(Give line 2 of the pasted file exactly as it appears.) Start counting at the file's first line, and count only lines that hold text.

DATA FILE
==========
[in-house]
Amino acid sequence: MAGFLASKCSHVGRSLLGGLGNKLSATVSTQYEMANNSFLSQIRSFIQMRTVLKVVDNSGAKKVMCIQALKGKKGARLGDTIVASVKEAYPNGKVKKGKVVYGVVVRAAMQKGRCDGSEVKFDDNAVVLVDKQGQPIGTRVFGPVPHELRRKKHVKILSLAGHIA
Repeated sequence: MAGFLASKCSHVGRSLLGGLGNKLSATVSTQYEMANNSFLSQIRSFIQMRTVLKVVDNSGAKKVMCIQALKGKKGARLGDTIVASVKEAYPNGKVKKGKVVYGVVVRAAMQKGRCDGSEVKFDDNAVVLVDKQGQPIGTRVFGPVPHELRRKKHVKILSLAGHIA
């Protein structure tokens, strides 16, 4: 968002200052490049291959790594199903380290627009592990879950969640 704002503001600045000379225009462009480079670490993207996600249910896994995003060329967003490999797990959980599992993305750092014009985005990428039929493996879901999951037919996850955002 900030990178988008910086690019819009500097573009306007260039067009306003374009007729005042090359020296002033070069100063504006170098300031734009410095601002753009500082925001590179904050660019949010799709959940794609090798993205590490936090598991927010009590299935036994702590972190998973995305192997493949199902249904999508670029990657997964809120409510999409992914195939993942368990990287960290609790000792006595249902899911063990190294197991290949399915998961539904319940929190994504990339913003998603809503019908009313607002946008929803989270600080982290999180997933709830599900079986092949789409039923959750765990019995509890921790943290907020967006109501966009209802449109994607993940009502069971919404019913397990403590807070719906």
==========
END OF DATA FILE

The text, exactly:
Amino acid sequence: MAGFLASKCSHVGRSLLGGLGNKLSATVSTQYEMANNSFLSQIRSFIQMRTVLKVVDNSGAKKVMCIQALKGKKGARLGDTIVASVKEAYPNGKVKKGKVVYGVVVRAAMQKGRCDGSEVKFDDNAVVLVDKQGQPIGTRVFGPVPHELRRKKHVKILSLAGHIA